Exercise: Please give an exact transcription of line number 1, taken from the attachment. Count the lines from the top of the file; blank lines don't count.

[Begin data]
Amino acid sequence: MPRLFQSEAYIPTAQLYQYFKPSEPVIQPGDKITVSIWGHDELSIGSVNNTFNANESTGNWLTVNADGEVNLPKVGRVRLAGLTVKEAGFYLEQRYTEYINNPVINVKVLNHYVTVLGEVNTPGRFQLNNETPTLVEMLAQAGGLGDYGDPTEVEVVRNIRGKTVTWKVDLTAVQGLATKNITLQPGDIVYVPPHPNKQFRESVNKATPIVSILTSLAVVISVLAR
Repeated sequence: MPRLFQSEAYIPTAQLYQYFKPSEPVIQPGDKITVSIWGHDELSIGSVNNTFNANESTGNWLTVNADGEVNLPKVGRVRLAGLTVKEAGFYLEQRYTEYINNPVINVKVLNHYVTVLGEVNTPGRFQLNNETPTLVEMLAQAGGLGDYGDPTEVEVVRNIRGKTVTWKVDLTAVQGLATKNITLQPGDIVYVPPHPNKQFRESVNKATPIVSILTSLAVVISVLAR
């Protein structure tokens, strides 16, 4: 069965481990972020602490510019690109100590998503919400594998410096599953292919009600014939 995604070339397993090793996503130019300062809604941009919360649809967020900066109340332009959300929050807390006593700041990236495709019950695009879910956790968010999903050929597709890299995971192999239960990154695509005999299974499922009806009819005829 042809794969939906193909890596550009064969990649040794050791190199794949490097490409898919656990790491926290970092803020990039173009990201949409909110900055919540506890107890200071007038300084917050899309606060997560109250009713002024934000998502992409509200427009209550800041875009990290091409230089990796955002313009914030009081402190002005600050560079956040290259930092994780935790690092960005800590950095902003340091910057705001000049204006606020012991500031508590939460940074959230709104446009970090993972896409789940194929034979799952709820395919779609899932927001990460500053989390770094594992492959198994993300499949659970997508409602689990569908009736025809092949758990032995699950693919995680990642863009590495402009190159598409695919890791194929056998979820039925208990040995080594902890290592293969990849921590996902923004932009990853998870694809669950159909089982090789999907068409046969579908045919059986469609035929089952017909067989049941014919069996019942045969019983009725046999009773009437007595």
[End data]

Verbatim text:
Amino acid sequence: MPRLFQSEAYIPTAQLYQYFKPSEPVIQPGDKITVSIWGHDELSIGSVNNTFNANESTGNWLTVNADGEVNLPKVGRVRLAGLTVKEAGFYLEQRYTEYINNPVINVKVLNHYVTVLGEVNTPGRFQLNNETPTLVEMLAQAGGLGDYGDPTEVEVVRNIRGKTVTWKVDLTAVQGLATKNITLQPGDIVYVPPHPNKQFRESVNKATPIVSILTSLAVVISVLAR